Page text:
It seems unlikely that a sept chief also makes the journey to Rhuidean, but how they are chosen is never stated. Presumably, the Wise Ones either have direct say over it, or, if the clan chief makes the appointment, the Wise Ones at least lend their advice on who is best for the position. Wise Ones cannot command a clan chief, but they do hold a large amount of power, and it’s generally considered a very bad idea for a clan chief to disregard the advice of a Wise One.

To make things even more tangled, the Aiel warriors are also divided into twelve warrior societies, and they are not dependent on clan or sept. The Wheel of Time companion novel says that the warrior societies are instead organized by the tasks they excel at. Because any clan or sept can join any warrior society, when there is a blood feud between clans, the warrior societies of those clans often stay out of the conflict. Presumably, there are leaders of the warrior societies as well–Sulin commands the Far Dareis Mai–but whether they are chosen by ji, honor, or whether they are chosen by a person remains unclear. The warrior societies will find themselves housed at certain holds (settlements of the Aiel), and presumably their allegiance is to whoever leads that hold. As a result, although it is not made abundantly clear in the books, one must assume that the clan chief makes the battle plans and the warrior society leader takes control of the individual men and women in their ranks to see the job done.

Comparison: Dividing a Nation

Most fantasy countries take the traditional medieval European (as in, English or perhaps French) styles of governance. There is a king and lords and minor noble families, and everyone listens to the king’s commands while ruling their own section of land underneath those ordinances. Certainly, there are several examples of such countries within Wheel of Time itself; it is not above the monarchy regimes for its work.

However, what makes a fantasy setting vibrant is its culture, what connects the people to the setting. When the culture affects things such as how the very people are governed, it validates the rules of the world by establishing and strengthening those connections. That is why, even when the Aiel and Atha’an Miere cultures are not the most easy to explain, their very foundations lend credence and understanding for the reader.

That’s not to say both are perfect examples. Of the two, the Aiel’s governing structure makes the most sense for its people. There are several septs within each clan, likely to make it easier for the Aiel to tend to the needs of its people. Additionally, both the Aiel’s history and it roles in the prophecy encourage the warring nature, and that could even account for some of the cultural groupings that we see. The magic system plays a small role in choosing leaders, but in the case of the Wise Ones, not nearly as big a role as with the Aes Sedai. Most importantly, however, is the feel that every element (or at the very least, most) is bred from a reaction to their current situation and the harsh land they must survive upon.

The Sea Folk are on slightly more shaky ground. They are well-known to be sea-farers and traders, and as such, it makes sense that the life upon their ship should play such a central role. Yet when one sketches up an entire society based on one fundamental fact, it leaves certain logistics behind. They have their own land where they dock their ships, yet even the Mistress of the Ships is most likely found aboard her ship rather than in some settlement on land, and those who lose rank are said to begin again at the smallest, dingiest boat before working their way back up again. Who, then, works the fields and provides food for the sailors when they reach their docks? Who takes care of the young and old, and where do they live, if not the ships? I imagine fishing boats serve to feed some of the population, but it seems unlikely that they can survive on fish and fish alone. The Mistress of Ships supposedly rules all lands and ships that belongs to the Sea Folk, but who is in command if duty takes the Mistress of Ships away from port?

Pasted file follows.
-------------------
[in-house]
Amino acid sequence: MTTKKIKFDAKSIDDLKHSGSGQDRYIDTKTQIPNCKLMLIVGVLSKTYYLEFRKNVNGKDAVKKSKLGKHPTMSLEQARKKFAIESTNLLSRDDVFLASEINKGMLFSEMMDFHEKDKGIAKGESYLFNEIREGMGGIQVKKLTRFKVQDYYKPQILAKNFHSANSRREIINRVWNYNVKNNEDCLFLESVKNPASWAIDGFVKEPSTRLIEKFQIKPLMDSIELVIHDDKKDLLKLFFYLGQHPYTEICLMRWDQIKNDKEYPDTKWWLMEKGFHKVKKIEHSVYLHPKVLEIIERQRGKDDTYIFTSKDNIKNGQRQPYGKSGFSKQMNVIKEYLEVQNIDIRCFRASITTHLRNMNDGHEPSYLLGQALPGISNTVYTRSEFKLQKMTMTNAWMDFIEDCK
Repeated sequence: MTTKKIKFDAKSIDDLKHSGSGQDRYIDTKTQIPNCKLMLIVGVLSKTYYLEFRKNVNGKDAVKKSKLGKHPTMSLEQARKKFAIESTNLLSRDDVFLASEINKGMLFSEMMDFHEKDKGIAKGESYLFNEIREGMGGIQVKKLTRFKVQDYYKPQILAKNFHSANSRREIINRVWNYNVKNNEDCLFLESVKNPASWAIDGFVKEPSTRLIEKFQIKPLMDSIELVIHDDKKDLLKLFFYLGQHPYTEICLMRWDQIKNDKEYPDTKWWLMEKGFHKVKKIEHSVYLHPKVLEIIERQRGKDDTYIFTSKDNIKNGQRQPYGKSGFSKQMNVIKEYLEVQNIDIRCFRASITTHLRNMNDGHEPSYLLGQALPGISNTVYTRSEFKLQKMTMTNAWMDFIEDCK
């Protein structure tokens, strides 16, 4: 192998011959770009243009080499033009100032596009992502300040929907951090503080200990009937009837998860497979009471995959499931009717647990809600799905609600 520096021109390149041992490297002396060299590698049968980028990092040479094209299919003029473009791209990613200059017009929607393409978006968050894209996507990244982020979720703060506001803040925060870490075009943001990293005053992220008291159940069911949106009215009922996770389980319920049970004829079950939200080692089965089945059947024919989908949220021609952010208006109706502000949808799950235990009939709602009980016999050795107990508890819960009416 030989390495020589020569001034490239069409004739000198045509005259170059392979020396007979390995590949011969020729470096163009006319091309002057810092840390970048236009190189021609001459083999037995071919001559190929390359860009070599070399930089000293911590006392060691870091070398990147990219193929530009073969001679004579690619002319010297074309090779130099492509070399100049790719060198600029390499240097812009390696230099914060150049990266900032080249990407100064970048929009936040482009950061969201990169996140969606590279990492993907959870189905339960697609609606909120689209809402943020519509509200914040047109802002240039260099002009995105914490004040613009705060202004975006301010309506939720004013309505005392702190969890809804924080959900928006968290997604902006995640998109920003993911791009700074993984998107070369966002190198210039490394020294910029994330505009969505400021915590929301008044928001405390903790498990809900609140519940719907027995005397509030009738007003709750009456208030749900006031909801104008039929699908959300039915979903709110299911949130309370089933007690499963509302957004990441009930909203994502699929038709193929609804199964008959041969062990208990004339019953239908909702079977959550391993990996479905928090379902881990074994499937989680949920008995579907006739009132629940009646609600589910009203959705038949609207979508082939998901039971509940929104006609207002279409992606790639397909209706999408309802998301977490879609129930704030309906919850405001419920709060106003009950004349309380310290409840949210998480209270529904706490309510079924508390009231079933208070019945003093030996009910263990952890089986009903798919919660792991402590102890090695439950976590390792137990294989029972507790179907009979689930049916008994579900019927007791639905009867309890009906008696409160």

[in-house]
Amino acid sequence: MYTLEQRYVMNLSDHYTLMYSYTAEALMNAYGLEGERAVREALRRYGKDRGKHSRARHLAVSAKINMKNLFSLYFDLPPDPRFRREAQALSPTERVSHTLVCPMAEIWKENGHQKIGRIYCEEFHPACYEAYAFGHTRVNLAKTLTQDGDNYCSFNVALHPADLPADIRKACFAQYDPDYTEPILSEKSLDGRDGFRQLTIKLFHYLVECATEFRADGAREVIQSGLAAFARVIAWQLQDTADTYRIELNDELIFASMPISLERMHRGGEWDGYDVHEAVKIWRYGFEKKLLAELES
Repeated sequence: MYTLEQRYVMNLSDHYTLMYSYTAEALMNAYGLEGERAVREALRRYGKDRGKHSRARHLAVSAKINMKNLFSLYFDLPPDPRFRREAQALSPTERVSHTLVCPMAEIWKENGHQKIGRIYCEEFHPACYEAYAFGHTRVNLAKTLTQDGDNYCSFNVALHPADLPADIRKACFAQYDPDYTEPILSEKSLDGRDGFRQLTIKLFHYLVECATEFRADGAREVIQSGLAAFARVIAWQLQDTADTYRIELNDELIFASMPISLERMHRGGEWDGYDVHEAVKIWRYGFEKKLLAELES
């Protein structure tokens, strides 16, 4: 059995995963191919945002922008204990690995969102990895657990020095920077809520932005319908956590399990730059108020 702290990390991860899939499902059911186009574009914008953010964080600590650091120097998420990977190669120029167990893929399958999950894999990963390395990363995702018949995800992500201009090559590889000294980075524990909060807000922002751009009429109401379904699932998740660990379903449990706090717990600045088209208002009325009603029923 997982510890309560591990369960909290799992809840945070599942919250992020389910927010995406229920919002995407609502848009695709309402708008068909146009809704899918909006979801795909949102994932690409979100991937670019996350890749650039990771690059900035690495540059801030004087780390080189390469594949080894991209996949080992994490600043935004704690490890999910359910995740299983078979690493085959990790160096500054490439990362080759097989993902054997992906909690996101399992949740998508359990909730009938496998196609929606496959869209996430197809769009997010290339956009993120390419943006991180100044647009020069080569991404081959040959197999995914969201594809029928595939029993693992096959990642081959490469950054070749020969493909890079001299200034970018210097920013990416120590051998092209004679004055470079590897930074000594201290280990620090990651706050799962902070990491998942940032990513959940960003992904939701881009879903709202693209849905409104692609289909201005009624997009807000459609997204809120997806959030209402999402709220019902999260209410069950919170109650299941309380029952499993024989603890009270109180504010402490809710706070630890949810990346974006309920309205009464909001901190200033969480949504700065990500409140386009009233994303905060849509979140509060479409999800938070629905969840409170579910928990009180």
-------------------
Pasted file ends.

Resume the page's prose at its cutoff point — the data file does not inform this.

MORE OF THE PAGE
Conclusion

One does not necessarily need to determine every aspect of a culture for it to feel realistic to the reader. I think this goes without saying. And although this post isn’t meant to discuss culture specifically, it is intertwined with the way a collection of people are governed, enough so that you can’t really talk about one without the other. And you shouldn’t, either, as a story succeeds if and only if it is able to properly weave together the many elements of a narrative.

An individual needs three things to survive: food, water, and shelter. Society is the same, but on a major scale. The exact nature of keeping the Aiel people fed and hydrated in a land as unforgiving as the Waste is not made abundantly clear, but Jordan gives enough information to supply the reader–they live in holds, are insanely careful with their water, and also know what desert creatures are safe for consumption, on top of whatever livestock and desert-grown foods they already care for.

Lacking the information for these fundamentals may be what detracts from the flavor of the Sea Folk culture. The locations of power are determined by a single concept, life aboard ships, and thus cannot take into consideration other important aspects of livelihood. The Atha’an Miere do not play a pivotal role in the story; they are nowhere near as important as the Aiel. Still, they are a present force, most especially with books 7 & 8 (Crown of Swords, Path of Daggers).

Interacting with other climates besides the traditional forest and farmland often comes as a welcome relief, but to deviate from the expected requires a little more explanation for the reader. Whether it’s smaller settlements atop mountains or nomadic people in the deserts or ship-bound people sailing the oceans, if the basic understanding of farmwork and water gathering clashes with the setting, it would do well to consider how the fundamental needs might interact with a population. Once that is decided, one can then use that information to better decide how that might shift or dictate where power resides and how that power interacts with those beneath them.